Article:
The Didsbury Museum, situated in the Town of Didsbury, Alberta, has been established to tell the story of the founding, settlement and development of the community in and surrounding the Town of Didsbury from the late 1800s to the present.
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About the Didsbury & District Historical Society

Incorporated on December 7, 1978, the Didsbury and District Historical Society is a registered, charitable, non-profit organization that endeavours to preserve and interpret Didsbury's history.
    Statement of Purpose
    Certificate of Incorporation

The Society owns and manages the Didsbury Museum. The Museum tells the story of the founding, settlement, and development of Didsbury, Alberta, Canada, and the surrounding area, from the late 1800s to the present, in order to preserve the past for future generations.

A Valued Provincial Historic Resource
We are very proud of our building. Fondly known as the "Old Red Brick School", this two-storey, early twentieth century building is situated on an oversized single lot in the north-west quarter of Didsbury. It is an architectural showcase, with a red brick facade accented by rock-faced sandstone elements, a 10x12 pitch hip roof with extended eaves, and a massive corner bell tower.

The building marries Italianate features - including a low pitched hip roof with broad, exposed rafter-eaves, quoins, and a corner tower - to classically styled pediments and cornice details. These elements, combined with the lively dichromatic contrasts of brick and sandstone, impart the building's exterior with an eclectic dynamism, while the robust massing gives the building an imposing solidity.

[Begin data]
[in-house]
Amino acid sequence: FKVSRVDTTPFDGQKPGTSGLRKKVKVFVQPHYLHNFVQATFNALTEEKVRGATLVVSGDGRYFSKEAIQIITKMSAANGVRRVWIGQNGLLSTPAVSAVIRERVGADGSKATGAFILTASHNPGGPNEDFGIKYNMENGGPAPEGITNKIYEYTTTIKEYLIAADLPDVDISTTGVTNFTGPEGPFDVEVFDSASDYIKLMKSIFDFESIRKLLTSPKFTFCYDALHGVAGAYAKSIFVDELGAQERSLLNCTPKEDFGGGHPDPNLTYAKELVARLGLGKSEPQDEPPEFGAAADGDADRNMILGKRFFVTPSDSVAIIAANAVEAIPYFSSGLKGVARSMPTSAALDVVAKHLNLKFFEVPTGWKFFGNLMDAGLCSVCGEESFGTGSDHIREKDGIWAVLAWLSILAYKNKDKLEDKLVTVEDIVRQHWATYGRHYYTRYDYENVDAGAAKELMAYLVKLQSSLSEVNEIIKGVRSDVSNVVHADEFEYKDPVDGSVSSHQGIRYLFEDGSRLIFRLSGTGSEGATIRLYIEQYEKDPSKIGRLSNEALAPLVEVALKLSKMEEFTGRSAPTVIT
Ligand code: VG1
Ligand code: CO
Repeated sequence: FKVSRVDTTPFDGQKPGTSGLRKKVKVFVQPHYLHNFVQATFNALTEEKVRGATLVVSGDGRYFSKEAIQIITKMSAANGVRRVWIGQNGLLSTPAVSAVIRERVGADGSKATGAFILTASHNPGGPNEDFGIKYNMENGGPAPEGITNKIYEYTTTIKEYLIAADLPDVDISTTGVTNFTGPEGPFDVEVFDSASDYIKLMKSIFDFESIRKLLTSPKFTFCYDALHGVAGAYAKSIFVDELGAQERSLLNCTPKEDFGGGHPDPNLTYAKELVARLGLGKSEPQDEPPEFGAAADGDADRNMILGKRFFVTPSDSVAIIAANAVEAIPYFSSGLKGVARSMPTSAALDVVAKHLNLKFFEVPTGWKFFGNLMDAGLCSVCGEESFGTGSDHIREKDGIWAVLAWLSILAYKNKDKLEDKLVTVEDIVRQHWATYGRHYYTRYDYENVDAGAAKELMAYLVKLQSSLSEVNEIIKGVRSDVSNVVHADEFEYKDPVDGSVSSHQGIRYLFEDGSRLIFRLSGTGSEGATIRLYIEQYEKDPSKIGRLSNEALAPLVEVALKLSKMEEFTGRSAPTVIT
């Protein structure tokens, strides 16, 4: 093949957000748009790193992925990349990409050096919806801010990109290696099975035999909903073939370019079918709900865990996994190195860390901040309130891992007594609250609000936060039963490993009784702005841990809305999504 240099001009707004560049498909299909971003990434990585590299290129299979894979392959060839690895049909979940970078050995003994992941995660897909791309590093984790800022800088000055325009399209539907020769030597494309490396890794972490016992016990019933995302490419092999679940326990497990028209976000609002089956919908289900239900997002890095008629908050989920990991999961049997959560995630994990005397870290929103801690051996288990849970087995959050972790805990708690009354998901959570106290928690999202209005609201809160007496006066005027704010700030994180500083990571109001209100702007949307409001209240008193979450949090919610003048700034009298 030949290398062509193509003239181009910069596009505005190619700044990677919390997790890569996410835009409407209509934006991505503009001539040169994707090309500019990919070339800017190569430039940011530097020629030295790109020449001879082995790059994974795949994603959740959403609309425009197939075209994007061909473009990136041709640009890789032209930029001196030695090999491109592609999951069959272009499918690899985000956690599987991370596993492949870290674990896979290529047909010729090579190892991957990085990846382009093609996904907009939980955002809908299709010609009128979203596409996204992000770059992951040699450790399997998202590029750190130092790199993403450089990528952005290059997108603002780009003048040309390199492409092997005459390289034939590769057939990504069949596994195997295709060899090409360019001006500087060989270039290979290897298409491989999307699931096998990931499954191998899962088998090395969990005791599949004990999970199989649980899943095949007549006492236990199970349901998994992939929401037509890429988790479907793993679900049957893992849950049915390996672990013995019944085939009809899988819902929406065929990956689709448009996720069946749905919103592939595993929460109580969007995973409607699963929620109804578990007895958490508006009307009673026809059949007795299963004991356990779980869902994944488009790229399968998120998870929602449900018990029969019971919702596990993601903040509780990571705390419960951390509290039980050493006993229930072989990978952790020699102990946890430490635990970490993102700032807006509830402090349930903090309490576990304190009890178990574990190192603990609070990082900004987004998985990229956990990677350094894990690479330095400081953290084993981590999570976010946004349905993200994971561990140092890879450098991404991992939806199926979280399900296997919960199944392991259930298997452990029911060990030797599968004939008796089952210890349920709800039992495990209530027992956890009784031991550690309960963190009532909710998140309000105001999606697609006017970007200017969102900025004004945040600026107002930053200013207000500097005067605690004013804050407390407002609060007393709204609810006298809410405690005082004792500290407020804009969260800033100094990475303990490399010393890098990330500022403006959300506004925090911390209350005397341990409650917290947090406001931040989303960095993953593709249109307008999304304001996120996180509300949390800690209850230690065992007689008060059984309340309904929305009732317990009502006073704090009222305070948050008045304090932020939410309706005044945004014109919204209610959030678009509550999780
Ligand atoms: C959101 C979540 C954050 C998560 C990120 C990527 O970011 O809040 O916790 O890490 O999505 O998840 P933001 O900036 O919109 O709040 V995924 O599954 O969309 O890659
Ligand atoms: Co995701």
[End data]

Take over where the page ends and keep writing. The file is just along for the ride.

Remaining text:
When it was built, it was considered a sophisticated modern design and a substantial facility for a town of fewer than 1,000 people - an expression of Didsbury's heady optimism in the pre-World War I period.

First Used as a School, then a Library, then a Hospital
In 1907, the community's continued growth and a strong faith in its future development led to the construction of a large, ultra-modern, brick and sandstone school. Officially opened in 1908, the new school taught all grades and was the first school in the district to offer Grade 12.

One of the first school newspapers to be published in Canada came out of this Didsbury School. The monthly publication was called "The Hustler".

Located on the second floor, what is now the Bell Tower Room and Chapel was also the first free public library in Alberta. It was opened on these premises in 1908.

Following the disastrous fires of 1914 that destroyed much of the downtown core and local infrastructure, the school - already a conspicuous local building - became an even more dominant feature of Didsbury's townscape and was also pressed into service as a hospital during the Spanish Flu epidemic of 1918.

After 1920, the Red Brick School was employed as an elementary school, and remained part of the town's school system until 1984.

The building was used as a yard and training area for the military troops during World War II.